HOW TO IMPROVE SAFETY WITH A TEMPORARY TRAFFIC CONTROL PLAN


Roadway construction brings with it a host of complexities such as work zone safety, delays, stress, etc. A lot of time and money has been invested in researching ways to improve safety and efficiency of a work zone. The National Highway Traffic Safety Administration (NHTSA) records show that we had 1,026 work zone fatalities across the nation in 2000. Ever since, our Temporary Traffic Control (TTC) planning has improved and contributed in the decrease in number of fatalities with 2013 showing a great improvement with 579 fatalities. Our efforts should not end until we are able to maintain a record of zero work zone related fatalities over a sustained period of time.


What is a work zone/ TTC zone? Construction activity negatively affects the normal function of a roadway unless a temporary traffic control plan is installed in place. Surprisingly there is no nationally recognized definition for a work zone, but every state has its own definition. A work zone can be defined as an area upstream and downstream of the construction activity, where the effects of the construction have an influence on the safety and operations of the roadway users and workers. A smooth transition from upstream to the end of the work zone can be achieved by implementing a temporary traffic control plan using a series of planned and sequenced traffic control devices such as signs, channelizing devices, pavement markings, etc. A TTC plan should be prepared anytime there is a change in normal operations due to a planned activity.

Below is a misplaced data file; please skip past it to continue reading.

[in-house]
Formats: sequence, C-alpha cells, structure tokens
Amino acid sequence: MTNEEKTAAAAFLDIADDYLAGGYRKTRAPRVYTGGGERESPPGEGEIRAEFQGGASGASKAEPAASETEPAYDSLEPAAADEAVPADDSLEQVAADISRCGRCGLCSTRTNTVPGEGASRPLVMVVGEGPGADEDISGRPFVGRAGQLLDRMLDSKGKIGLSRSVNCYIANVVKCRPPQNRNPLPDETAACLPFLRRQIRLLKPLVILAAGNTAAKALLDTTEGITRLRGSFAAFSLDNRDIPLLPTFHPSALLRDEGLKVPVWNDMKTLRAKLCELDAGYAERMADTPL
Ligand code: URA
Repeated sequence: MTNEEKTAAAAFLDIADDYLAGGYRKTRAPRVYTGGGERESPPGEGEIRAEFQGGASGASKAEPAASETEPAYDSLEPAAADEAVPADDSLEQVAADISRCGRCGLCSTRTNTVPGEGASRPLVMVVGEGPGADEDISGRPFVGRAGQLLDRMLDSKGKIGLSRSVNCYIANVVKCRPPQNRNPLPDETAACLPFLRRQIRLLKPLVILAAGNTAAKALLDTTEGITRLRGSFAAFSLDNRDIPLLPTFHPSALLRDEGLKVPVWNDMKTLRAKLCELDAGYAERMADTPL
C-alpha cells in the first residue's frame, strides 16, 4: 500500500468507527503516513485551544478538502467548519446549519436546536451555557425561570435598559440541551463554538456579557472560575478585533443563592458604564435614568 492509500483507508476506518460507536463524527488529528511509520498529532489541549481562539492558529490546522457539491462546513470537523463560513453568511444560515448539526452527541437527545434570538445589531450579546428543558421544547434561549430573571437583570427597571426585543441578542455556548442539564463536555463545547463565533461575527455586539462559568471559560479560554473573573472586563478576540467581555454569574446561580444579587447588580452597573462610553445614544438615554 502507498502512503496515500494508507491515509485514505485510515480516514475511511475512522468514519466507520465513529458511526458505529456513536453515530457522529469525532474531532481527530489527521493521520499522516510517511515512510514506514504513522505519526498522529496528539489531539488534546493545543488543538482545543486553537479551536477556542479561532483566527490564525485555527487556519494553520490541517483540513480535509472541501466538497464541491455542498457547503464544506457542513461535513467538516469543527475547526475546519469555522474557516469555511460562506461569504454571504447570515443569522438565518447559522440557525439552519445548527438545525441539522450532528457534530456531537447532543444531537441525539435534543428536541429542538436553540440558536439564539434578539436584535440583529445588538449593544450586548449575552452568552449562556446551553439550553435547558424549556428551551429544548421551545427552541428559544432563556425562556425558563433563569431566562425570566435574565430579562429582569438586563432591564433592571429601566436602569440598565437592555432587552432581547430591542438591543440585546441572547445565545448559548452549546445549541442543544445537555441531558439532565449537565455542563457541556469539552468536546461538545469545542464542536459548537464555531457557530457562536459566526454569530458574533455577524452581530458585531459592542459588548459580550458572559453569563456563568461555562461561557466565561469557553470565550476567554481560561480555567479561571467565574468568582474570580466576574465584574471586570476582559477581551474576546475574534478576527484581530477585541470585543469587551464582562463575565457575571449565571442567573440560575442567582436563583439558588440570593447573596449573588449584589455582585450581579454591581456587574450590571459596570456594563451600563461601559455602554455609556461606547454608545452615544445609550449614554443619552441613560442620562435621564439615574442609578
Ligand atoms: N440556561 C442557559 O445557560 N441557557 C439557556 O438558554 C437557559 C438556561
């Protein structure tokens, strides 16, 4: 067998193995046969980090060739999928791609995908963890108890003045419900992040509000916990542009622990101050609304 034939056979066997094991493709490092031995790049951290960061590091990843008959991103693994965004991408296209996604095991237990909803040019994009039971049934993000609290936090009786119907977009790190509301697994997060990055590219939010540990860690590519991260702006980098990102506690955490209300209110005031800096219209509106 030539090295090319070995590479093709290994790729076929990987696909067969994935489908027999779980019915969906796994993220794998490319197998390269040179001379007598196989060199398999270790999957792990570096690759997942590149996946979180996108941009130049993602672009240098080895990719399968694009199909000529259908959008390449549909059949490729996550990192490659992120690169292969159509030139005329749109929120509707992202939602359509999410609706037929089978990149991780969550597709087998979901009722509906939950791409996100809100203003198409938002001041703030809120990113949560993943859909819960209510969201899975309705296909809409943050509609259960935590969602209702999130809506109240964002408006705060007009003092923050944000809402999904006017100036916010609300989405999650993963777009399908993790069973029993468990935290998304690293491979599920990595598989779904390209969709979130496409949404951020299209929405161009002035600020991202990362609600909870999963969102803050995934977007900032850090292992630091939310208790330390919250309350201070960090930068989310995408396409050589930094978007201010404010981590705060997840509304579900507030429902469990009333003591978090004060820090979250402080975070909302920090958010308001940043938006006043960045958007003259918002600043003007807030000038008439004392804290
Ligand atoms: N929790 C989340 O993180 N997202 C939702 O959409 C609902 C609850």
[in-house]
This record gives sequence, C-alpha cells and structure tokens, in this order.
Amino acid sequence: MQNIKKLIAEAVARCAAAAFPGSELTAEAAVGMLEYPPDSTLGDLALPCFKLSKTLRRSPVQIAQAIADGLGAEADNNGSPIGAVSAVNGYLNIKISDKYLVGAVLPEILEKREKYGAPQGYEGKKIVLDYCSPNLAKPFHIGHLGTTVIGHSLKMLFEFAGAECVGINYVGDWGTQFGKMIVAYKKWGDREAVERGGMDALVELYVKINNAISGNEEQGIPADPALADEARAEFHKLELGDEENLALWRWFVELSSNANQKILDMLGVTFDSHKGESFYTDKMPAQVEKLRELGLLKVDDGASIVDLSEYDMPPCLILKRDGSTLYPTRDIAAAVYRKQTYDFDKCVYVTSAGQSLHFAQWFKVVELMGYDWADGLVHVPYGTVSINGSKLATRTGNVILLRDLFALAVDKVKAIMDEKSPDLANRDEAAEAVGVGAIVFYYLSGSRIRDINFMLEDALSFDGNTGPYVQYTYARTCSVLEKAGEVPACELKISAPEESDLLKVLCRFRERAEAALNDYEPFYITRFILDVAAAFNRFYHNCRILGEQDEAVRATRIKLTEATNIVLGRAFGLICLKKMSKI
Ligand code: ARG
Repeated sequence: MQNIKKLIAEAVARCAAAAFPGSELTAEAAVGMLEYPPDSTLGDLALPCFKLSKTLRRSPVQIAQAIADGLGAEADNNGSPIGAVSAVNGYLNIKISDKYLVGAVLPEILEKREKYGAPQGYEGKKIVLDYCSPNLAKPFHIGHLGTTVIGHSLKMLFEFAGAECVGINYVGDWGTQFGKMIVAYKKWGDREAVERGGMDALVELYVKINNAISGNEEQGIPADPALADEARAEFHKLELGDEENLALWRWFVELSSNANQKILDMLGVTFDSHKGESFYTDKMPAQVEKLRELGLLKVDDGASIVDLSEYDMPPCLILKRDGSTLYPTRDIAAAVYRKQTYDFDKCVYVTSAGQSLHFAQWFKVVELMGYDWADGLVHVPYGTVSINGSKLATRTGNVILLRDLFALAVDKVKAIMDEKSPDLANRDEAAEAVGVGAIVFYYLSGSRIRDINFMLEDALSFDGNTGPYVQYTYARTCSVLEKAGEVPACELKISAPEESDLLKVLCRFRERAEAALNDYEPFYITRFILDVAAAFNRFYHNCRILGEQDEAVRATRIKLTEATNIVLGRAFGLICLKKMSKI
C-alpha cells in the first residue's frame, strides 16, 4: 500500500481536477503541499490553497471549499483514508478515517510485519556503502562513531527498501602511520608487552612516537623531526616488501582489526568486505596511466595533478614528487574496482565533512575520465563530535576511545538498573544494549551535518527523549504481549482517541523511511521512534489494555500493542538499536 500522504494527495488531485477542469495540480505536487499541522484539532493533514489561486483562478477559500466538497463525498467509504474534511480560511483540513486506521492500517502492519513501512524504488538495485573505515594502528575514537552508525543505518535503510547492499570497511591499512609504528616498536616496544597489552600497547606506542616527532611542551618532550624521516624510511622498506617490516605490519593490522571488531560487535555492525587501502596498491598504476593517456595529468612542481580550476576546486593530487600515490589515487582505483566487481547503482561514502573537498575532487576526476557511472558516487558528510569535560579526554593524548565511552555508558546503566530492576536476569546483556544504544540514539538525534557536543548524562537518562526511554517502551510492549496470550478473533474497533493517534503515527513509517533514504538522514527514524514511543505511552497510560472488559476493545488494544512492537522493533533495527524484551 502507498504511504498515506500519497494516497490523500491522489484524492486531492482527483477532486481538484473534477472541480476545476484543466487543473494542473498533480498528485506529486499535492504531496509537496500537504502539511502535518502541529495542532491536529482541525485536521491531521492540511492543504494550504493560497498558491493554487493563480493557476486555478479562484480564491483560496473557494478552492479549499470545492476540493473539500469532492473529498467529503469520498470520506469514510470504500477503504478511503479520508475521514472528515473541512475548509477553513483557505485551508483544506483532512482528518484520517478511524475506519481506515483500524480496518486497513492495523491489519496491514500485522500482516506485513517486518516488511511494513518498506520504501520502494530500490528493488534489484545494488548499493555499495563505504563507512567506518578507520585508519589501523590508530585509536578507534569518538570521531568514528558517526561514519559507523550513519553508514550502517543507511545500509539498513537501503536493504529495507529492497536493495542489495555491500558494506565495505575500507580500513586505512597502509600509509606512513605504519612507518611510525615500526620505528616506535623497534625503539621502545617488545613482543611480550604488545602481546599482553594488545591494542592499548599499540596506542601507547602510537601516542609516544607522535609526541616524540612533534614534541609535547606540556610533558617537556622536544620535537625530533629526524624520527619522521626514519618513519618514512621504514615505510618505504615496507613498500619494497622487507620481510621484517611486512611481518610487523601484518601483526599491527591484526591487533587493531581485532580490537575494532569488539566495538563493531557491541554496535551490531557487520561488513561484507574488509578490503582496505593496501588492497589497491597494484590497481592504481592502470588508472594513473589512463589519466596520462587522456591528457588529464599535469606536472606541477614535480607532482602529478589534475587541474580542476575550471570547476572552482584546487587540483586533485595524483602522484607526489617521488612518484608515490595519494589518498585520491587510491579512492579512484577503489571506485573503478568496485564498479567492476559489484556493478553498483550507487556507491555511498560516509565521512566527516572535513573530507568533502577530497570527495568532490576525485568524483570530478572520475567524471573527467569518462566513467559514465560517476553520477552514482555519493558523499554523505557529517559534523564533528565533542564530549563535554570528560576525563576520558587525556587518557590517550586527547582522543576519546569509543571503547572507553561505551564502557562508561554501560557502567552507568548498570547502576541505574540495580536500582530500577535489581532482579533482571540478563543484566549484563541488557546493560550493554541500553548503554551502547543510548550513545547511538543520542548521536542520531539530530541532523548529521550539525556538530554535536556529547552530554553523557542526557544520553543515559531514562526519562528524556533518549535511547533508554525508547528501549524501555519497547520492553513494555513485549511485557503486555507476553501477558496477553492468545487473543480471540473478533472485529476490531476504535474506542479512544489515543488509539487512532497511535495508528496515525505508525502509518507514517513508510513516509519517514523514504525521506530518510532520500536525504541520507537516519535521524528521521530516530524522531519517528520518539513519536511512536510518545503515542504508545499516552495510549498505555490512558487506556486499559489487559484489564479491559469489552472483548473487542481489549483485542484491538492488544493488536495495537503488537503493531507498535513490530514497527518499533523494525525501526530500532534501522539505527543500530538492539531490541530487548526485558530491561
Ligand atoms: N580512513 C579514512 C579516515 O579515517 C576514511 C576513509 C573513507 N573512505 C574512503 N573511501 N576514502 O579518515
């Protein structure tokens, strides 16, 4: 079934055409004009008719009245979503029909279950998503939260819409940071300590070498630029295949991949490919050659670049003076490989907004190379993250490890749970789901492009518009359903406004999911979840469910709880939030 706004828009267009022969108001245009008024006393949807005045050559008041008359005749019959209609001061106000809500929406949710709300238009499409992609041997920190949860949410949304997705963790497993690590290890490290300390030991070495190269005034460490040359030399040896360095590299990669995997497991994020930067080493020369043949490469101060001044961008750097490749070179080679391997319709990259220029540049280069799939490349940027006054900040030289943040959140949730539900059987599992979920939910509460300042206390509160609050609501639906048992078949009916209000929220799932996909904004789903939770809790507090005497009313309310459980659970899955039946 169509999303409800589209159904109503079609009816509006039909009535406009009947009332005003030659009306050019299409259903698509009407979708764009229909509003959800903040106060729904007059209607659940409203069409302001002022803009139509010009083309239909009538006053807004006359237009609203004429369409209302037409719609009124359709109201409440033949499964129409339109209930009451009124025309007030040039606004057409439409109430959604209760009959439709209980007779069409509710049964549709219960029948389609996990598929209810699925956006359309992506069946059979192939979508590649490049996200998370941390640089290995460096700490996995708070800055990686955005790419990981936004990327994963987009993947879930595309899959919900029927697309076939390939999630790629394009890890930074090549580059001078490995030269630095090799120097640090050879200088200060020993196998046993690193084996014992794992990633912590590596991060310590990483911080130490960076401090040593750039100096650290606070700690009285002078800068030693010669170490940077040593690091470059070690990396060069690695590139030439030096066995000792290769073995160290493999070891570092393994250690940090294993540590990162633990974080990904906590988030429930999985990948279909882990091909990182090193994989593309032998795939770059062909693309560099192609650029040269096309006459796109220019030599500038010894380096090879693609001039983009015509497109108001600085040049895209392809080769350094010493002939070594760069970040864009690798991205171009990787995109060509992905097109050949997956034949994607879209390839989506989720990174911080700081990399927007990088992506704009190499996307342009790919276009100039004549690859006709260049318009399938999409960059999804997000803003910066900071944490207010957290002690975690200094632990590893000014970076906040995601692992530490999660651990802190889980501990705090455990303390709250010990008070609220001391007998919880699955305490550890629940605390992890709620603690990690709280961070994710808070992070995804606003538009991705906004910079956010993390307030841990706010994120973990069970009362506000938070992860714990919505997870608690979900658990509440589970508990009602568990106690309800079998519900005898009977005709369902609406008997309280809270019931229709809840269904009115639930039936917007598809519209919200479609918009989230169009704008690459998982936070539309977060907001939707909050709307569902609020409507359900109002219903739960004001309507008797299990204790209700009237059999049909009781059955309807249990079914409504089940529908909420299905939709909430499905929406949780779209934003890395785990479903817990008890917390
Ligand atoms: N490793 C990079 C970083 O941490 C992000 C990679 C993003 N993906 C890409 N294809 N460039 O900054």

Why do we need temporary traffic control? Maintaining the continuity of function of the roadway when normal operations are suspended during a construction activity is important from a safety and efficiency perspective. A TTC plan helps maintain roadway functions, and, when designed properly, enhances safety and efficiency. A TTC Plan ensures that connectivity of all roadway users is taken into consideration. TTC planning potentially saves financial losses that can occur with vehicular crashes and delays.


Who are the stakeholders when it comes to a TTC plan? Some of the common key stakeholders on a typical construction project are shown in the diagram:


What kind of factors are taken into consideration when preparing a construction signage plan? It is important to remember that every project is unique and each project will need a customized TTC plan. Having said that, some of the common factors described below have to be considered for most projects:

  • Project Length & Complexity–The area of influence of the construction activity determines the length of the traffic control zone. The type of activity also determines the type of TTC plan that will be implemented. For example, a TTC plan for a one hour utility work will defer greatly from a roadway widening construction project.

  • Type of Users–Different facility users such as pedestrians, bicyclists, vehicles, transit buses, trucks, and emergency responders have different requirements. A change in normal operations requires planning temporary arrangements for each of these users.

  • Schedule/ Duration–Construction duration usually falls under one of the following five categories: Long Term Stationary (occupies location for more than three days), Intermediate-term stationary (work occupies location between one and three days), Short-term stationary (work occupies location for more than one hour), short (work occupies location for up to an hour), and Mobile (work moves intermittently or continuously). Based on the category, the TTC plan changes dramatically along with the devices used to implement the plan.

  • Special Events–A planned special event usually alters traffic patterns locally or regionally, thereby making it necessary to foresee the pattern changes and prepare and implement TTC plans.

  • Roadway Characteristics–There are several roadway characteristics such as lane widths, posted speed limit, number of intersections, turn lanes, sidewalks, crosswalks, pavement markings, signage, etc. that are taken into account when putting a TTC plan together. For example, speed limit and stopping sight distances can greatly affect the placement distance, size, and type of signs.